• House of Huckleberry

The Beauty in Barriers

My lens was created by three enchanting wigwams.

Two of them, born in my tummy.

One of them, born from my soul.

I knew I was going to adore being a mom.

I knew adding children to our world was going to change everything.

I knew, 10 years ago, that I was starting a life I was intended to live. But from the get-go, almost nothing was how I had envisioned it would be.

We started out adopting our first baby cakes. I was 24, Jake, my husband was 31.

A few days after she came home to us, we noticed that her reactions to her world were telling us something wasn’t right.

At a year and a half old, after months of doctor appointments and assessments, she was formally diagnosed with Fetal Alcohol Spectrum Disorder, Low Muscle Tone and Sensory Processing Disorder (later around 3, she was diagnosed with Autism as well).

At first, the labels scared the hell out of us. We were overwhelmed with the countless uncertainties and potential outcomes these diagnosis brought to her. To our family.

It wasn’t long after I settled into my big feelings, that I decided sitting in this cloud of yuck was not just lame, but it was also sending our darling daughter a message that she was broken. It was then, that day, that I decided to stop seeing labels and diagnoses as dead ends. I began to teach myself how a label is simply a road map and the hard stuff that diagnoses bring, are just barriers.

Once I changed that lens, it became crystal clear that we were given the children we were meant to parent. My kids were constructed exactly the way this world needed them to be. It was my job, as their mom, not to change or mourn their barriers or their quirks. My job, as their mama, was to teach them the tools and give them the supports they needed to learn how to navigate their barriers-- allowing them space to value their true authentic selves and become the person, they were intended to become.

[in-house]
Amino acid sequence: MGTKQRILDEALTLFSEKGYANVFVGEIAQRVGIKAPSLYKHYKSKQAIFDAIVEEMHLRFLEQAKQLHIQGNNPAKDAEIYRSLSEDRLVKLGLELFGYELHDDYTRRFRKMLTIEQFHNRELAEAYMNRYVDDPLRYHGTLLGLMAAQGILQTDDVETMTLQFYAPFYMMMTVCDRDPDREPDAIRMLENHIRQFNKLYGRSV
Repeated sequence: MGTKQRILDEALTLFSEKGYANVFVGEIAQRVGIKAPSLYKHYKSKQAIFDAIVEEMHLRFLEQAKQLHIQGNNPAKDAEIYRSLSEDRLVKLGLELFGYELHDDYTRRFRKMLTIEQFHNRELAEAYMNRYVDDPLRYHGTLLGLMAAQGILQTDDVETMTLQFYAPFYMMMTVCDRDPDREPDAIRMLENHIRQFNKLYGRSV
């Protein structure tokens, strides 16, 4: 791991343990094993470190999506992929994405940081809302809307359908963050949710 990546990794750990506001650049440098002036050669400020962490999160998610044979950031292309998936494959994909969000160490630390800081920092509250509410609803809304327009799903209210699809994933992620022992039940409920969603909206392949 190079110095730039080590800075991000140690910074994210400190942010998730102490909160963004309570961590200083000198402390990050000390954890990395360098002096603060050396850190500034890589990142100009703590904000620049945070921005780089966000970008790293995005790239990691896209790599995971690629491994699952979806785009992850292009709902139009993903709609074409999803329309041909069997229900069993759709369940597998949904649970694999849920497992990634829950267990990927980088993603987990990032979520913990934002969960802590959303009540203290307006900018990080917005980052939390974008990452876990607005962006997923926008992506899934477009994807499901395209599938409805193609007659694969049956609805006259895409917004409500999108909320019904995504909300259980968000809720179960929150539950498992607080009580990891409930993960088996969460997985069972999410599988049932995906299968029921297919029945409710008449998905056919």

When we brought our second daughter into this world, a seed of accepting and meeting my children just as they were intended to be, was planted again. She came with her own road map of labels and diagnoses: EOE (Eosinophilic Esophagitis), Asthma, Allergies, Sensory Processing Disorder, ADHD.

It was a daily choice of practice to look at my children, look at the behaviors, the sicknesses, the doctor appointments, the fear--and to sit with them all. Just sit still and breathe into our new normal.

When our third baby came into this world I was ready for another hurricane of challenges--what we got was a typically developing, super healthy baby boy. He had no major brain or body barrier bringing us to doctors and therapy offices--and the girls noticed. They asked why he didn’t have barriers like they did.

I explained to them that every child has rocks in their rivers, that just being a child puts rocks in their rivers. I told them that some people are born with extra challenges while others will acquire more of them with time. But the important thing is that we honor our barriers and treasure them. That we never fear or run from them, but we spend time discovering all the gifts that they bring to us and we hug the parts that ache because of them.

Growing humans is a hard gig. It is confusing and scary and complex. Growing one with additional difficulties can truly overwhelm even the most well-intended parents. I am one of them. Having a game plan to choose courage and leave the cloud of yuck, will not only change your experience growing your humans, it will also change the trajectory of your human’s life.

Here is mine:

1. Choose courage.

2. Sit still in the anxiety and worry and sadness--learn what they feel like.

3. Give my worry buddy a big hug.

4. Identify the barriers' hard bits and their benefits.

5. Create supports for the barrier (therapies [for child and parent(s)], parenting changes, doctors, classes, medicines, experts, research, etc.)

6. Educate and empower babe about their barriers, the hard bits and the benefits. Teach them that these are reasons, not excuses. Encourage and excite them to have an active role in their support plan.

7. Find places and spaces in the community that allows the good bits about their barriers to soar.

8. Repeat steps 1 - 3, just about every day.

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